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The Beginning of Infinity

Explanations That Transform the World

By David Deutsch
16-minute read
Audio available
The Beginning of Infinity: Explanations That Transform the World by David Deutsch

Everyday, we benefit from huge advances in both scientific theory and practice. What triggered this progress? In The Beginning of Infinity (2011) – a journey through the fundamental fields of science and philosophy – physicist David Deutsch argues that all progress results from one single human activity: the quest for explanations. Human creativity opens up limitless opportunities for progress, making knowledge the “beginning of infinity.”

  • Fans of science and philosophy
  • Anyone fascinated by the power of knowledge and creativity
  • Readers interested in the future of our species

David Deutsch is a highly influential researcher in the field of quantum physics. He lives and works in Oxford where he has been a visiting professor of physics since 1999. In 1998, Deutsch was awarded the Institute of Physics’ Paul Dirac Prize and Medal, one of the top awards for theoretical physics.

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The Beginning of Infinity

Explanations That Transform the World

By David Deutsch
  • Read in 16 minutes
  • Audio & text available
  • Contains 10 key ideas
Upgrade to Premium Read or listen now
The Beginning of Infinity: Explanations That Transform the World by David Deutsch
Synopsis

Everyday, we benefit from huge advances in both scientific theory and practice. What triggered this progress? In The Beginning of Infinity (2011) – a journey through the fundamental fields of science and philosophy – physicist David Deutsch argues that all progress results from one single human activity: the quest for explanations. Human creativity opens up limitless opportunities for progress, making knowledge the “beginning of infinity.”

Key idea 1 of 10

Knowledge is not only derived from experience, but also from theories.

No human has ever stepped on the surface of a star, let alone visited its core. And yet scientists know a lot about what’s happening deep inside stars, light years away.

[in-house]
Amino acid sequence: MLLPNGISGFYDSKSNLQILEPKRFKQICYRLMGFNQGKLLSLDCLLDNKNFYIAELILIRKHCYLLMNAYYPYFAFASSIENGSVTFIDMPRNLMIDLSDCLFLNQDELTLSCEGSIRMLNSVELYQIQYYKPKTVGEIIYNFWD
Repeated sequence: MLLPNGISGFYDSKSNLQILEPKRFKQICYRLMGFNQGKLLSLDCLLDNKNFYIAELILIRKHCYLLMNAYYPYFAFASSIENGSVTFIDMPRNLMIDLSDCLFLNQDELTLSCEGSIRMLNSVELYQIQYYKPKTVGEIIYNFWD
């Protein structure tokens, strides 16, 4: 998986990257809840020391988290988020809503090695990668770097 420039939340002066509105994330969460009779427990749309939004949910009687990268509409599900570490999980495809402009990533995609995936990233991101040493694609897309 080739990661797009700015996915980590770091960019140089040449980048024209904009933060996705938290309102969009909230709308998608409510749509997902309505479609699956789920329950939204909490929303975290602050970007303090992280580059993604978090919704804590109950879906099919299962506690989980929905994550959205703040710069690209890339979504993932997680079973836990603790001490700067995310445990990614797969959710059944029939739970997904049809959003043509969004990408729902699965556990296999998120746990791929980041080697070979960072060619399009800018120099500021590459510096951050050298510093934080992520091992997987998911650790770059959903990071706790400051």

How come?

Because experiencing is not the only way of knowing.

Empiricism is a theory that claims we derive all our knowledge from sensory experience – but as you’ll see, this is wrong.

Empiricists imagine that our mind is like a blank piece of paper on which sensory experiences are written. This would mean that we are the passive recipients of knowledge, not its creators.

But contrary to the empiricist view, our knowledge can’t be based on individual observations alone.

For instance, even though you’ve seen the sun rise repeatedly, you don’t base your knowledge that it will rise tomorrow solely on these observations. If you did, on a cloudy day you’d assume the sun was not rising because you couldn’t see it!

Moreover, appearances can be deceptive. For example, the Earth looks and feels as if it is immobile, even though it is really rotating.

So although experience is essential to science, it is not the source from which knowledge is derived. If it was, our knowledge of the stars, for example, would be limited to what we learn from gazing at the night skies.

Instead, the real source of our knowledge is theory and conjecture.

Consider the stars again: the fact that at their core is an energy source equivalent to billions of power plants is something we can’t see. We know it only from theory.

Such scientific theories are derived from conjectures – guesswork and speculation – which can be tested by experience in the form of observations and experiments.

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